I’ve been working out a long time and I am still learning new things about fitness. I’ve recently been paying more attention to my protein intake, knowing that protein helps build and sustain muscle growth. Because I do work out with weights regularly, taking in adequate protein can help increase strength and lean body mass, both of which are important to me.

Someone who has helped me become more fit and strong is Fran Tadra. I’ve been training with Fran Tadra since 2011. Since I had worked out pretty consistently throughout my adult life, and studied lots on the subject, I thought I had a pretty good idea of what strength training was all about, and how to do it. I initially started working with Fran simply to design a few new workouts for me. Well, there’s always more to learn! I’ve continued because of the results I have gotten, one of which is that I am much stronger now. And I have learned so much from her that I asked Fran to share a few tips for those who are newer to strength training, and hope that you benefit from her wisdom as I have.

Fran Tadra

Fran Tadra’s workouts emphasize careful planning to help her clients achieve success in reaching fitness goals. Included in every workout are elements of resistance training, core conditioning, functional training and flexibility. Variety and technique variations are incorporated to keep programs interesting, break plateaus and help stimulate the body. I asked her to make some recommendations for someone beginning a strength training program.

  • It’s important to check with your doctor before beginning any type of serious exercise program. If you work with a personal trainer, the first step should always be a thorough review of a client’s medical background. This includes any injuries or limitations, such as joint problems, arthritis, a heart condition, and so on. A workout program needs to be designed from there as a starting point. A solid program also has to take into account individual goals and time constraints.
  • Fran advises starting gradually with lighter weight, and higher repetitions, and a minimum of two strength-training sessions per week. These sessions should include resistance training, core work, functional training, and getting the heart rate up. To build muscle, over time, you’ll increase to heavier weights, and less repetitions.
  • Pay attention to your form, technique and proper breathing. These elements are vital to the effectiveness of a workout, and as important as the amount of weight you use, and the repetitions you do.
  • In addition to strength-training, the best conditioning plan includes a minimum of 30 minutes of cardio three times a week. This can also be incorporated into a resistance program by adding intervals of exercises that increase your heart rate. A trainer can be of help with learning this technique. This is consistent with the workouts we do.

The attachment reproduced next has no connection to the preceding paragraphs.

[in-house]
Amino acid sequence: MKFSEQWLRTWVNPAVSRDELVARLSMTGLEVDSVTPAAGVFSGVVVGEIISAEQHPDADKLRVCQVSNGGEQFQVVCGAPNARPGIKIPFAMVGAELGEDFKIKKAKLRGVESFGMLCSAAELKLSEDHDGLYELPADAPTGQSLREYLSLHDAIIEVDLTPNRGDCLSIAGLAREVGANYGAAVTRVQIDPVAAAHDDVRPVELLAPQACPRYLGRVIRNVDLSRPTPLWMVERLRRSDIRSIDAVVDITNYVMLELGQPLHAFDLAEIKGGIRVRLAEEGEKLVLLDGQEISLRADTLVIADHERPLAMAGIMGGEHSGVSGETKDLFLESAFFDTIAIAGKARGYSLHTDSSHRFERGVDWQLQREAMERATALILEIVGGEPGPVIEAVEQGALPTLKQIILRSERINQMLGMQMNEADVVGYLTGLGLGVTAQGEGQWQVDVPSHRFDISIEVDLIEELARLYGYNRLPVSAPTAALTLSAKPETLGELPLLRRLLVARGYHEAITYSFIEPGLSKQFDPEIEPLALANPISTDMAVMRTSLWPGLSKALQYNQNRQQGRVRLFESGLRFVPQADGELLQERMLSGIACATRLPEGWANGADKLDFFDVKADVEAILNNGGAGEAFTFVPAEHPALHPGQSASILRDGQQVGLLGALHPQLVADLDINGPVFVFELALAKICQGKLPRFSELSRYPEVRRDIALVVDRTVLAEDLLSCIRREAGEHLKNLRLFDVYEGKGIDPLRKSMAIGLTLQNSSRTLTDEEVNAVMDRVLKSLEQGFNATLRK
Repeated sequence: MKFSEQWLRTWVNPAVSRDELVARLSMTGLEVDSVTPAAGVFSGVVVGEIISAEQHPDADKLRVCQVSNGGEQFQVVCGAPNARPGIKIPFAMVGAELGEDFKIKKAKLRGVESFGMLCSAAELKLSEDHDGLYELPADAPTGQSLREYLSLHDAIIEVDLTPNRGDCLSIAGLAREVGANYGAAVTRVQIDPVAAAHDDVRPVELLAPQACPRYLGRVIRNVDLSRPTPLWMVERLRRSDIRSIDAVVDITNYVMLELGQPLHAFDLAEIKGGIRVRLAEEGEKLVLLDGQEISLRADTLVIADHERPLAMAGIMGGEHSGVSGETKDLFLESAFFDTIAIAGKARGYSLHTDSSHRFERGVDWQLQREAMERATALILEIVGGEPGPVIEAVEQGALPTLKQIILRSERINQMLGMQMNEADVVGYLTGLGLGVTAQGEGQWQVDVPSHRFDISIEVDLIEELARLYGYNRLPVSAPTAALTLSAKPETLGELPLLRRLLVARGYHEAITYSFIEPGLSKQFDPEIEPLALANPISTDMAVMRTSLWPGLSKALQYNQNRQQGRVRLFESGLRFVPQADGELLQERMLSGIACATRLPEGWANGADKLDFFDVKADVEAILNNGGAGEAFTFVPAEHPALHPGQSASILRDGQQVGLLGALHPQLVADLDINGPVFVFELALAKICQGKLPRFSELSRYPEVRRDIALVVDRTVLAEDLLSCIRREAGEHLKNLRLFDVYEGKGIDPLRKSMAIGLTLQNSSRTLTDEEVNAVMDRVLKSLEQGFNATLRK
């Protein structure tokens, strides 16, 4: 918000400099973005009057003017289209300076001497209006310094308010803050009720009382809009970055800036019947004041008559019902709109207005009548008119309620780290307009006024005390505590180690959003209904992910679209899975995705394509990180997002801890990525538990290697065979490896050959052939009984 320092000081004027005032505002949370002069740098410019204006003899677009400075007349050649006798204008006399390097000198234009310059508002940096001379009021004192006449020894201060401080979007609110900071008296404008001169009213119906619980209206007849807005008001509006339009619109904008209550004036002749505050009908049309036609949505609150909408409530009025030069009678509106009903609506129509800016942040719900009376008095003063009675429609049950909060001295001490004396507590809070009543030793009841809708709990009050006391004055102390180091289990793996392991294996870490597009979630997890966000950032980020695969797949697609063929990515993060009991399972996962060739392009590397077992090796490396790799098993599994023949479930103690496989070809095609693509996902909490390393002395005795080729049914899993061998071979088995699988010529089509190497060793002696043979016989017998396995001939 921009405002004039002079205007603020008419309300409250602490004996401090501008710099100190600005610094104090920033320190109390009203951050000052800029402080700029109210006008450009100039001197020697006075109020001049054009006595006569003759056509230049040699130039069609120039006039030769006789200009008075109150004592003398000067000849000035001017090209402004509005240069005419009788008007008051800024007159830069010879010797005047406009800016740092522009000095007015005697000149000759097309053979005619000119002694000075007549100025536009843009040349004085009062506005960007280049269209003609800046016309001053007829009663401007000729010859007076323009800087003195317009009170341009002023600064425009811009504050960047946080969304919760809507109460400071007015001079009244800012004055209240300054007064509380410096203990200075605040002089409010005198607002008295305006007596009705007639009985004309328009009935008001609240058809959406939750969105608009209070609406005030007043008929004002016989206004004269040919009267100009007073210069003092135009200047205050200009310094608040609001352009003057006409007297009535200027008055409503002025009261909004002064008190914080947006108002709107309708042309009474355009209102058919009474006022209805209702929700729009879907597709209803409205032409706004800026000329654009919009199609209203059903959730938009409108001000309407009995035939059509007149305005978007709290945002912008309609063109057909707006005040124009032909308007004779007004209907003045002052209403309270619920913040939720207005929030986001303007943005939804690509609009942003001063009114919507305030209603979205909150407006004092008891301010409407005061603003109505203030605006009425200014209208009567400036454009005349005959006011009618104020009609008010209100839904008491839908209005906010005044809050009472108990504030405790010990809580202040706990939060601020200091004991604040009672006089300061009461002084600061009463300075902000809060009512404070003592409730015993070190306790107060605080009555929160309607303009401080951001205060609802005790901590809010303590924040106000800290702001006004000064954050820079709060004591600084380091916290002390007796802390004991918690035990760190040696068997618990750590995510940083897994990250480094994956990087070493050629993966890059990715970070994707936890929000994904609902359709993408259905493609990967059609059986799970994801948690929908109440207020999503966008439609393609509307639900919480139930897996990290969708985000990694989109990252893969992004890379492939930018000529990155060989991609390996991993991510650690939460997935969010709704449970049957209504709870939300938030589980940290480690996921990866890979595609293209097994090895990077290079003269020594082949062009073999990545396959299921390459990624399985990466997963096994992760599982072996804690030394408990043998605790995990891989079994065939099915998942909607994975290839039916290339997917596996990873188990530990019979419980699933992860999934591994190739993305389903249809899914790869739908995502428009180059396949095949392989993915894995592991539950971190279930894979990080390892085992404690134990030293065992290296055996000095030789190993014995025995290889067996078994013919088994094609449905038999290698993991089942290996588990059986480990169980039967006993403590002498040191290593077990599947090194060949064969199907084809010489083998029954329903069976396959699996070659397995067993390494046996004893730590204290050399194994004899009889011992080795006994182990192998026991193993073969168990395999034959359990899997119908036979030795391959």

• Eating healthy and exercise go hand in hand, and the best eating plan isn’t a diet or the latest fad, but making healthy food choices. Avoid processed and fast foods. Depending on the person and their metabolism, they may need smaller, more frequent meals, but don’t skip meals.
  • Eat a variety of foods – protein, complex carbohydrates (whole grains, fruits, vegetables), healthy fats, dairy. Have a combination of protein, healthy carbs and healthy fats at each meal.
  • It’s important to get adequate protein. The amount you need varies according to weight and activity level, but an average for an active 120 pound woman would be between 60-80 grams per day. Aim to have at least 20 grams of protein at each meal. (For reference, a chicken breast the size of your palm is approximately 20 grams.)
  • Fran strongly recommends tracking food in a food journal if you are embarking on a weight-loss and/or healthy eating program. This can be of great benefit in watching food intake when you want to lose weight, and in monitoring healthy eating in general. Make sure your water intake is plentiful and adequate according to your activity level.

Personal training is just that – an individualized training and eating plan, along with water intake, adjusted to your goals, your body and its limitations, if any. And the most important component is you – your commitment to a healthy lifestyle. In the end, if getting healthy, being stronger, or losing weight is a goal – the change has to be motivated from within.

Categories: Fitness

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